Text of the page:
Six Ways Top Organizations Avoid
Leadership Crisis

by Freda Turner Ph.D.

There is a leadership void and the crisis is evident as high as the CEO level. The nation has watched an unsettling trend in the number of CEOs who are sent packing after less than two years on the job. This list includes Durk Jager, chairman and CEO of Procter & Gamble Inc., who left after only 17 months in the job; Michael Hawley was ousted from his job after serving only 18 months as the chief executive for Gillette; Jill Barad, chief executive of the toy manufacturer Mattel, was forced out after 18 months on the job; and Lloyd Ward, chairman and CEO of Maytag Inc., came and departed 15 months later.

A study released by the outplacement and career development consulting group Drake Beam Morin (DBM) examined CEO turnover at 450 of the world's largest corporations. The DBM researchers found that roughly half of the CEOs had held their current jobs for less than three years, and that many of the CEOs who left their jobs were either dismissed or forced to resign. As of June 2001, the rate of replacement of chief executives was 55 percent higher than last year, reports the Christian & Timbers' Quarterly Index of Fortune 1000 CEO Replacements.

Leaders, like superstar counterparts in professional sports, are paid to perform, sometimes to work miracles, and when results disappoint - no matter how unrealistic expectations may be - they're cut from the team. Some research suggests that it takes between 4 and 7 years for change to really take effect in large organizations. However, Boards of directors and investors are very interested in protecting their investments and generally don't want to wait 4 years to see if things turn around.

The dot.com failures have taught that leaders need both life experience and knowledge to be successful.. Many of the dot.com leaders were young and void of diversified life experiences. Bill Gates recently stated in an interview that he fears having too many technical folks so he hires history/liberal arts majors to add diverse perspectives to his Microsoft Teams' decision making.

Leaders are made and not born. They develop through education and life experiences. GE is known for having one of the best leadership development models in the nation. Their leadership development plan is fairly simple. GE managers and executives are moved from job to job every two to three years, and each job change or promotion is a well-thought out process that provides GE managers with much-needed experience and exposure to certain elements of the business. The end result is that GE is able to build a management core that is very knowledgeable and experienced in the operations of the giant corporation. The Navy uses this model in developing talent also.

Welch was once quoted as saying that he spent about 50 percent of his time thinking about how to develop talent . Other organizations realize that GE has developed excellent leaders and GE executives have become a recruitment target. Recently, James McNerney, head of the GE aircraft engine division, was named CEO and chairman of Minnesota Mining and Manufacturing Co.-better known as 3M. He is also the first outside candidate to ever become CEO of the 98-year-old corporation. Less than a month later, Robert Nardelli, head of the GE power systems division, became president and CEO of Home Depot Inc. While GE realizes they will lose some talent, their leadership core has kept GE as one of the top corporations in the nation.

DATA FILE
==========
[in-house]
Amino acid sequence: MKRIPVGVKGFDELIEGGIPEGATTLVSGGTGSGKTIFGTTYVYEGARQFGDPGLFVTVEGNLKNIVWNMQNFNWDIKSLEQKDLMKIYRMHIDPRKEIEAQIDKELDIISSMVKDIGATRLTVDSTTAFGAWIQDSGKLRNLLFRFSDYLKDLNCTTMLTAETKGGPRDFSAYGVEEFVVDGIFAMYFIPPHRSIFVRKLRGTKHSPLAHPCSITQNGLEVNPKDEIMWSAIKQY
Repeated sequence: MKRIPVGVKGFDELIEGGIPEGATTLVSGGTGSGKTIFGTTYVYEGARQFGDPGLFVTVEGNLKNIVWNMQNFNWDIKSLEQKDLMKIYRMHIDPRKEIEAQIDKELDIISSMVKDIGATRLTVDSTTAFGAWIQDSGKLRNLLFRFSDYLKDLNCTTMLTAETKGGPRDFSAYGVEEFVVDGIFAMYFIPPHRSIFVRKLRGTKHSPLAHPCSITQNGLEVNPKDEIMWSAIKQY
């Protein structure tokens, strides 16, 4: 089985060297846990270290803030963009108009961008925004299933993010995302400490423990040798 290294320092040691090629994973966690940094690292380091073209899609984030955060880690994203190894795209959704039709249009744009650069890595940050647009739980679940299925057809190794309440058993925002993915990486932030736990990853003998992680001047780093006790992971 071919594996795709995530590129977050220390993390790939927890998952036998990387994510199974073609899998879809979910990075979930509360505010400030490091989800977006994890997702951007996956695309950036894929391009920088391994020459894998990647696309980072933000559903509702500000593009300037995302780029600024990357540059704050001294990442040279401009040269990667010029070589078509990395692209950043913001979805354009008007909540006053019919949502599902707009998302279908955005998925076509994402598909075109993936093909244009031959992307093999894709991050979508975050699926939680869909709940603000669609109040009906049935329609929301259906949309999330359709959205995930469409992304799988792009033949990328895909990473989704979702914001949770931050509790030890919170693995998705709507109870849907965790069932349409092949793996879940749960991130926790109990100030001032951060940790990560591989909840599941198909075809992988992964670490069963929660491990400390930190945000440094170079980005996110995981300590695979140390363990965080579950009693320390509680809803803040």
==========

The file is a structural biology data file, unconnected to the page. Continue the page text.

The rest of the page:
So as the nation watches the GE leadership team move ahead, here are several strategies GE has implemented to avoid a future leadership crisis in their ranks:

  1. GE has an aggressive employee suggestion program. All GE managers are expected to partner with their teams and provide one suggestion annually that saves GE $35K.
  2. GE has a succession plan that identifies strengths and weaknesses within each and every department and provides managers with training/experience in weak areas. Everyone has a weak side.
  3. GE has an orientation program that incorporates a strategy to win the pride, minds and contributions of new employees from the first day of employment.
  4. GE has a mentoring program to provide employees coaching to shorten the learning curve and to provide every employee a support system.
  5. Employee turnover is monitored by department to guard against managers who donít exhibit efforts to develop and retain employees.
  6. GEís annual evaluation system grades employees on an A, B. or C scale. Employees who are ranked as C (10% of the workforce) have one year to upgrade skills/productivity to a B employee or they are cut from the team. This eliminates dead wood and provides new blood to the GE team.


Freda Turner is affiliated with the Graduate and Doctoral Programs at University of Phoenix. She can be reached at fturner@email.uophx.edu.

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Copyright 2001 by Freda Turner. All rights reserved.

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